Follow Datanami:
November 11, 2013

SYSTEX Introduces Splunk Appliance

Is the industry looking for a Splunk appliance? One company is betting that it is, and has launched its own Intel-based appliance dedicated to providing tailored access to Splunk’s Enterprise platform.

Left: Splunk CEO Godfrey Sullivan; Right: SYSTEX Group President and CEO Frank Lin.

The new Splunk appliance, dubbed the “SBOX,” is being rolled out by the Taiwanese company SYSTEX Corporation, which is hoping to catch a rising star with the popular Splunk software and gain more notoriety in the global big data marketplace. SYSTEX says it’s been integrating Splunk for its clients for years, and is now leveraging that experience in a plug-and-play appliance that it believes will eliminate some of the up-front hassles of deployment.

“The global big data market size would grow to as high as $23.8 billion dollars in 2016, according to IDC, and Splunk is clearly the number one market leader in the big data space,” said Frank Lin, CEO of SYSTEX. “We understand the value of machine data and how to monetize data since partnering with Splunk in the very beginning. We believe SBOX is the spearhead to SYSTEX’s international presence in the global big data market, which is also in alignment with our ‘Go Global’ strategy of 2013.”

Per the SYSTEX announcement:

The design of [the] SBOX appliance is not only optimized for the hardware performance for Splunk deployment, but also for various kinds of Splunk day-to-day operations and management requirements. SBOX appliance combines storage and computing resources for Splunk into a single, integrated system, eliminating the need for an external storage network, such as a SAN or NAS. Data I/O is local to the appliance, yet behaves like centralized storage, delivering improved performance than commodity hardware that allows Splunk users to focus on realizing value from their data rather than managing their hardware infrastructure.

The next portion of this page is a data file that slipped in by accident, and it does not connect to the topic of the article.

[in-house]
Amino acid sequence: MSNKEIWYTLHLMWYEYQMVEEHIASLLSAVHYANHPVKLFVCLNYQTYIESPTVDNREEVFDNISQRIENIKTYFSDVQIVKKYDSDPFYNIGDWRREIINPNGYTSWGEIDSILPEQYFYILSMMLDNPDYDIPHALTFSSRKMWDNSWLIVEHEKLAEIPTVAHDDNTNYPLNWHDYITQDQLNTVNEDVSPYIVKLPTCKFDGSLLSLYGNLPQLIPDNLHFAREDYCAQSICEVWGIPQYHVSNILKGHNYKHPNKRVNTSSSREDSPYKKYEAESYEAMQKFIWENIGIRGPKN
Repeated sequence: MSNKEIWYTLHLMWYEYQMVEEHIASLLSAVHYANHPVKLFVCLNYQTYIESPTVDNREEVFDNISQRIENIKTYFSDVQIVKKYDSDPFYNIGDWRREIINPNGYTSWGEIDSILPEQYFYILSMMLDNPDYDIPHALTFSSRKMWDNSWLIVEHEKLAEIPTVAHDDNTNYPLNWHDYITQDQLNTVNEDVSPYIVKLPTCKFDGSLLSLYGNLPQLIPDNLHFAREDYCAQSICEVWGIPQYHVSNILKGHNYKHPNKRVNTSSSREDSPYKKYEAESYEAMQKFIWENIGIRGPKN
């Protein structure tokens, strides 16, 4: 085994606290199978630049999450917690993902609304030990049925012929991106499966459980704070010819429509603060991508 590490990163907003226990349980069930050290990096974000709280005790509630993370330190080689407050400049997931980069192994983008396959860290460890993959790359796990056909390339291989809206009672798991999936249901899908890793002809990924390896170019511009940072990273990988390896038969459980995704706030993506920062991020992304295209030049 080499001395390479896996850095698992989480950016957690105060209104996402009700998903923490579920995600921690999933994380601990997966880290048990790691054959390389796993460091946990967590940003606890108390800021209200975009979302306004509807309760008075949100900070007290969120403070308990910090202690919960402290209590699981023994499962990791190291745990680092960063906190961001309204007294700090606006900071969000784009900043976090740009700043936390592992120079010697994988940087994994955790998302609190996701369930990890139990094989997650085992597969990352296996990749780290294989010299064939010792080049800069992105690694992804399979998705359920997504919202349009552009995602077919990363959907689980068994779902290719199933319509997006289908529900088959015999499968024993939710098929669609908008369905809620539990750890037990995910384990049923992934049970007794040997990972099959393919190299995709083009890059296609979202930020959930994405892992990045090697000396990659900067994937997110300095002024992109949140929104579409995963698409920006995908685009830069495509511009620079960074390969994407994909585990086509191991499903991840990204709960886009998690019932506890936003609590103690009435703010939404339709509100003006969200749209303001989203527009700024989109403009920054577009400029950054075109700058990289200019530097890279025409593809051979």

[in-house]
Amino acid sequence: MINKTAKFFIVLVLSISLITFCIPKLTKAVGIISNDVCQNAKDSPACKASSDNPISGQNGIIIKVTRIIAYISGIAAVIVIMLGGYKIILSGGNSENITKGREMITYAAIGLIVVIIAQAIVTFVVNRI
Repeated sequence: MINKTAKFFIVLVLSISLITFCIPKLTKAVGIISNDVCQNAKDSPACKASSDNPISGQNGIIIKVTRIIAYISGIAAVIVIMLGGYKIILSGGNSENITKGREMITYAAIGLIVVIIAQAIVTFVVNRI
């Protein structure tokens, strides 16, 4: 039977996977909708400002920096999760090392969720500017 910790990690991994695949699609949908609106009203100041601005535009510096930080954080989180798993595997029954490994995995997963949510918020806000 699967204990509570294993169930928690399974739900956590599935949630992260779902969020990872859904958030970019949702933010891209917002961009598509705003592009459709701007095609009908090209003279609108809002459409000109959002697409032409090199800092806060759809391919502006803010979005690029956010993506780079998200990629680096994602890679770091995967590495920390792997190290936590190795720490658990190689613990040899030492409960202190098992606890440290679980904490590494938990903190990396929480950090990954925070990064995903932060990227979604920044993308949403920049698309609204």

The “appliance-ization” of popular software frameworks has been a popular, if not curious phenomenon, particularly in the fledgling big data arena. Security appliances have become a winning strategy for companies like Cisco, which, according to IDC, took in $346 million in security appliance revenue in Q2 of this year – a figure that represents 16.2% of the global share.

Following that trend has been the rise of the Hadoop appliance with vendors including EMC Greenplum, Cisco and NetApp, HP, IBM, Oracle, and Teradata, all trying to grow their respective businesses through the boxing and selling of one flavor or another of the open source Apache framework. For Hadoop, it can be argued that this approach makes perfect sense given that there are some complexities involved with its configuration, and a shortage of talent to navigate them. The jury is still out on whether this will be a winning approach for these system integrators looking to cash in on attaching their brands to Hadoop.

SYSTEX is hoping to be at the forefront of a movement to capitalize on the growing “Internet of Things” movement by offering a Splunk appliance to businesses looking to take advantage of their operational data. At the very least, it may help its own business, which it says has acquired more than 400 Splunk customers since 2008.

The company says that it has more than 30 channel partners and customers in the Asia Pacific region that have participated in its beta program. It also say it has recently moved appliances into the largest telecommunications provider in Taiwan, Chunghwa Telecom, which says it’s used Splunk for years.

“In the past, we needed to source commodity hardware and performance, security, and manageability was always a concern,” said Roger Liu from the security lab of Chunghwa Telecom Research. “SBOX appliance eliminates any complexity in managing hardware infrastructure for Splunk software deployments, allowing us to focus on harnessing our data.

SYSTEX says that telecom providers, StarHub in Singapore, and Telkom Indonesia International have also adopted the appliance.

Related items:

Splunk Pumps Up Big Data with Hunk 

Intel Forms New Internet of Things Group 

Glassbeam SCALAR Set to Challenge Splunk